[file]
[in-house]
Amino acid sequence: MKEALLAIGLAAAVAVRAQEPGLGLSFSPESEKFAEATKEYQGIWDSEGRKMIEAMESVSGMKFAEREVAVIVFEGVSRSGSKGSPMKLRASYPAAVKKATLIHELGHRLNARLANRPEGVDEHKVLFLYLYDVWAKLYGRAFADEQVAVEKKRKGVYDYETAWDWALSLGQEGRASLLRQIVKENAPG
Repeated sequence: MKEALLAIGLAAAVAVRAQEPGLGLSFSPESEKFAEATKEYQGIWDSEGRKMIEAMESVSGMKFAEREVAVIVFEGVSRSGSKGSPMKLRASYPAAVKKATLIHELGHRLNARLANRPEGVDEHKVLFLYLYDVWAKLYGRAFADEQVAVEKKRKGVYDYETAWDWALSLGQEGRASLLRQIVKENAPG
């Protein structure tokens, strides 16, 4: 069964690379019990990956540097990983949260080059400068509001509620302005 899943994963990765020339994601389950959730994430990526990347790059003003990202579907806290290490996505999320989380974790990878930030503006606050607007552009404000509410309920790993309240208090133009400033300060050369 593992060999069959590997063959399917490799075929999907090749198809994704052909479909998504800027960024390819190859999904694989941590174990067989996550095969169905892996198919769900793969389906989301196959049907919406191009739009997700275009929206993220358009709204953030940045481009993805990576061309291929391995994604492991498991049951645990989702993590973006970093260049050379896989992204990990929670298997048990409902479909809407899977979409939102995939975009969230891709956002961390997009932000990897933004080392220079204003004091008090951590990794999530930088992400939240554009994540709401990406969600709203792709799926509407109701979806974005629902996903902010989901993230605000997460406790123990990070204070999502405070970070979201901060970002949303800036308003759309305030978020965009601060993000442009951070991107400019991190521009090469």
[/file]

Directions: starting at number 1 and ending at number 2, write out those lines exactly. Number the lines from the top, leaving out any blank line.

[in-house]
Amino acid sequence: MKEALLAIGLAAAVAVRAQEPGLGLSFSPESEKFAEATKEYQGIWDSEGRKMIEAMESVSGMKFAEREVAVIVFEGVSRSGSKGSPMKLRASYPAAVKKATLIHELGHRLNARLANRPEGVDEHKVLFLYLYDVWAKLYGRAFADEQVAVEKKRKGVYDYETAWDWALSLGQEGRASLLRQIVKENAPG